…makes a forlorn little girl.
We’re going camping next month and here’s what Rae has for us in the way of accommodations and recreation:
Raeven + Hayden (her best friend) = Big Tent
Raeven + Hayden = Big Pool
Skyler + Maya + Josh + Jasmine = Big Tent
Skyler + Maya = Big Pool & Big Tent
Mommy + Daddy + Mama (her grandma) + Yehyeh (her grandpa) = Small Tent
Daddy + Mommy = Small Tent
Ante (she means Aunty) Mat and Ante Fara (mommies of some of the names above) = Small Tent
The expression on her face says it all.
I am so so proud of you.
After almost a year of trying (since to say Mommy had been seriously potty-training you would’ve been a blatant lie and embarrassing – who the hell takes a year?), you’ve finally grasped the gist of going to the potty to wee and not just to do a Number 2 and/or admire your half-naked self in the mirror and/or to turn the bathroom into a swimming pool.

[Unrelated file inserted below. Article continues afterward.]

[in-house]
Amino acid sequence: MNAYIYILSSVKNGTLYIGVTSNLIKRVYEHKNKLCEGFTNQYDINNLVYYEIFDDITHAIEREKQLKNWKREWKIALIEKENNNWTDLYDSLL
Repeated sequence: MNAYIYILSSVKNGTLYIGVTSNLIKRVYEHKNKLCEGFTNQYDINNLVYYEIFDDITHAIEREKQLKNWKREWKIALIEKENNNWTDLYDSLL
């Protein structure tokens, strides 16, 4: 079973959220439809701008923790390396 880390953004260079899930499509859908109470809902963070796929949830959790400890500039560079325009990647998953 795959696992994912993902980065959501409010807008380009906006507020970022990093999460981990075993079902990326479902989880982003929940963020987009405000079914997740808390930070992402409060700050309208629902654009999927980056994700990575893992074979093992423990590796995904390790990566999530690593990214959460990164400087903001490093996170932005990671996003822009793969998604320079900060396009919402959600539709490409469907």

For a few days now, you’ve walked around diaperless, and even partied in only your undies all of yesterday at Aunty Farrah’s barbeque. Bravo, my little trooper!
And what’s even more impressive is that you braved a totally unchartered toilet and survived your first unfamiliar, alien flush all by yourself!!! Without going bonkers!!
I’d choked with tearful pride because the noise of gushing water followed by the traumatic gurgling of preschooler-waste mixed with water draining into the Deep Blue Vortex of No-Return has undoubtedly been your biggest hurdle in our year’s journey of trying to ditch the pull-up, your preferred mode of plumbing the last 1.5 years.